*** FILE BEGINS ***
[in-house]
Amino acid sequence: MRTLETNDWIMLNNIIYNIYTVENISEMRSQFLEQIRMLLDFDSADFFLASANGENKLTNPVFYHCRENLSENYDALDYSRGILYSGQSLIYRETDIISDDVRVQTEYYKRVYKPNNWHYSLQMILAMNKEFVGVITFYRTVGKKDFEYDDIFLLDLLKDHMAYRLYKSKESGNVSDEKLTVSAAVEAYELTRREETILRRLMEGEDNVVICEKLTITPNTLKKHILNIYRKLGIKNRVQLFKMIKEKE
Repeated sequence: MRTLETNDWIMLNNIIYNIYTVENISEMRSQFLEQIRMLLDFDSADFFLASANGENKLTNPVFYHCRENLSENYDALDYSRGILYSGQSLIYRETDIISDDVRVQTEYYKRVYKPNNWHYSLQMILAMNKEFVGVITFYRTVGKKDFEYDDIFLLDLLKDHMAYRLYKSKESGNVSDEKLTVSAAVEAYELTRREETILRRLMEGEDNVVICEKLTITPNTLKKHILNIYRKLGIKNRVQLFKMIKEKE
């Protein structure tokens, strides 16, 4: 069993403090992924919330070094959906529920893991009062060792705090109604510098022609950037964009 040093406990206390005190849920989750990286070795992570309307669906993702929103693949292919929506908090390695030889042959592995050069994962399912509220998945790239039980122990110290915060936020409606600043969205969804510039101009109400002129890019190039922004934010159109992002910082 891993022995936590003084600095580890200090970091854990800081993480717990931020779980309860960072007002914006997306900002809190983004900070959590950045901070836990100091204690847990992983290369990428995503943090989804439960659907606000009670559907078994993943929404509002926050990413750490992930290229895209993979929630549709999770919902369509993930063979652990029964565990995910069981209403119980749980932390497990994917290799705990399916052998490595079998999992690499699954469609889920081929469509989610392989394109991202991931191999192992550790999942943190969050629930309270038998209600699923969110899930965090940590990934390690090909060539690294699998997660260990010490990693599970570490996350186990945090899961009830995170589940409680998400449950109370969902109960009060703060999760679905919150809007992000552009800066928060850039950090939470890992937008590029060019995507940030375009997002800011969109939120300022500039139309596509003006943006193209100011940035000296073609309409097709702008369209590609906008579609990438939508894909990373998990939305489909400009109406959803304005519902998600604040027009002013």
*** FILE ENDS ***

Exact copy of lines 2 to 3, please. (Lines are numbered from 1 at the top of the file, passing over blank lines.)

Amino acid sequence: MRTLETNDWIMLNNIIYNIYTVENISEMRSQFLEQIRMLLDFDSADFFLASANGENKLTNPVFYHCRENLSENYDALDYSRGILYSGQSLIYRETDIISDDVRVQTEYYKRVYKPNNWHYSLQMILAMNKEFVGVITFYRTVGKKDFEYDDIFLLDLLKDHMAYRLYKSKESGNVSDEKLTVSAAVEAYELTRREETILRRLMEGEDNVVICEKLTITPNTLKKHILNIYRKLGIKNRVQLFKMIKEKE
Repeated sequence: MRTLETNDWIMLNNIIYNIYTVENISEMRSQFLEQIRMLLDFDSADFFLASANGENKLTNPVFYHCRENLSENYDALDYSRGILYSGQSLIYRETDIISDDVRVQTEYYKRVYKPNNWHYSLQMILAMNKEFVGVITFYRTVGKKDFEYDDIFLLDLLKDHMAYRLYKSKESGNVSDEKLTVSAAVEAYELTRREETILRRLMEGEDNVVICEKLTITPNTLKKHILNIYRKLGIKNRVQLFKMIKEKE